Air Conditioning Tips to Conserve Energy and Reduce Costs
- Jun 15, 2012
It’s hard not to worry about how global warming is affecting our earth. Something as small as conserving a little energy—if done by hundreds, thousands, or millions of people—can mean a vast difference. We believe that going green with your air conditioning can work toward helping this problem. Here are some things apartment renters and owners can do to help save energy this summer:
- Invest in a programmable thermostat. Programmable thermostats can save apartment owners and renters up to $180 a year in energy costs. How? Think of it this way. Now that you have the ability to set different temperatures for specific times in the day, there is no longer wasted air conditioning (aka energy and money) being pumped out into your empty apartment. If you spend most evenings out on the town, why pay to have your apartment cooled for no good reason? But if you want to come home to a nice, cool space, you can set it to go on an hour or so before you get home.
- Purchase a high-efficiency AC unit. When moving into a new apartment, you must look at the air conditioning unit that was purchased by either the owner or the previous tenant. Is it an older model? Does it seem to work poorly? If you notice either of these things, it is sometimes cheaper to actually replace the unit, instead of calling a company in to fix it. Chances are, if it’s a low-efficiency AC unit (as most older models are), you’re going to be pouring money into it and paying more for your energy bill. Purchasing a high-efficiency unit can save owners/renters 20 to 50 percent in energy usage and cost. (If you’re purchasing a central air conditioning system, find a SEER rating of 14 or better; If you’re purchasing a window unit, find a EERE rating of 10.7 or better.)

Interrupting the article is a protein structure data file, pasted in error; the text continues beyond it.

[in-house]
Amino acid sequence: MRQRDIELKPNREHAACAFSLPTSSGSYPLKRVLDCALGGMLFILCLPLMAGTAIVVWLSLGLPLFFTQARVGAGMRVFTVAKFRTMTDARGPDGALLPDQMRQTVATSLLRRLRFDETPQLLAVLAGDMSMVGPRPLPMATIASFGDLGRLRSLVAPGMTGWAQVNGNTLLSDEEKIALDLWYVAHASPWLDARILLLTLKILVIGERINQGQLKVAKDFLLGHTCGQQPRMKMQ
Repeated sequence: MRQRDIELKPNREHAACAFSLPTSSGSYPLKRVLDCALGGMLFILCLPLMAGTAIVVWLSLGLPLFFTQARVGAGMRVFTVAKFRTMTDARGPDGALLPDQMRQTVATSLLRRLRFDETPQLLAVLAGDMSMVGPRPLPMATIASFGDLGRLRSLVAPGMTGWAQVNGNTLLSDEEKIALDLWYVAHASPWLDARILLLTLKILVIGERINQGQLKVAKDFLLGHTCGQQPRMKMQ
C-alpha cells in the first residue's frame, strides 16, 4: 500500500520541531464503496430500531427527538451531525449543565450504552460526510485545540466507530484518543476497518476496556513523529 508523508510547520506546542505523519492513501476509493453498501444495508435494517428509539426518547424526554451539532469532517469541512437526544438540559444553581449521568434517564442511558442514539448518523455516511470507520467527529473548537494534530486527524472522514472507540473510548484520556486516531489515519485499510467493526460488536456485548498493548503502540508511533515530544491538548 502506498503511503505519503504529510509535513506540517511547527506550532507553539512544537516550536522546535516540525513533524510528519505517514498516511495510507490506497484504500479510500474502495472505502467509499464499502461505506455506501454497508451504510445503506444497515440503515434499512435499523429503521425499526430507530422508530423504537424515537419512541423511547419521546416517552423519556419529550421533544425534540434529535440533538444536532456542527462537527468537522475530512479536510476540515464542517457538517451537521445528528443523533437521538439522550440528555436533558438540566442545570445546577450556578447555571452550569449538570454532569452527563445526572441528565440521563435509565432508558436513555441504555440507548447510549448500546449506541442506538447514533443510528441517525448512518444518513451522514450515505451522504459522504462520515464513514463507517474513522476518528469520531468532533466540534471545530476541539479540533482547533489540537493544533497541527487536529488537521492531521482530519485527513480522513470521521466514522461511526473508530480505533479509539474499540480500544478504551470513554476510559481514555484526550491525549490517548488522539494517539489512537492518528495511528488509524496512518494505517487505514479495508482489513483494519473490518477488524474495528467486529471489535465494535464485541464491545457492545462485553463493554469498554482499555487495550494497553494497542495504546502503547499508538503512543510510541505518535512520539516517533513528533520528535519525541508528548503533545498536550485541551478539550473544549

- Install an AC unit that is the correct size. This seems so silly to even mention, but it’s one of the most important factors in making sure apartment owners/renters get all they can out of their air conditioning unit. Just like we wouldn’t try and squeeze into a size 4 if we’re a size 6 (OK, maybe we would, but that’s not the point), an air conditioning unit must be an accurate size for the apartment it’s expected to cool. There’s no way a tiny window unit can cool a two-bedroom, two-bath apartment, right? An owner or renter’s best bet is to have a professional come in and determine which sized unit would be best for the apartment. That way, you don’t have to worry about wasting money or energy.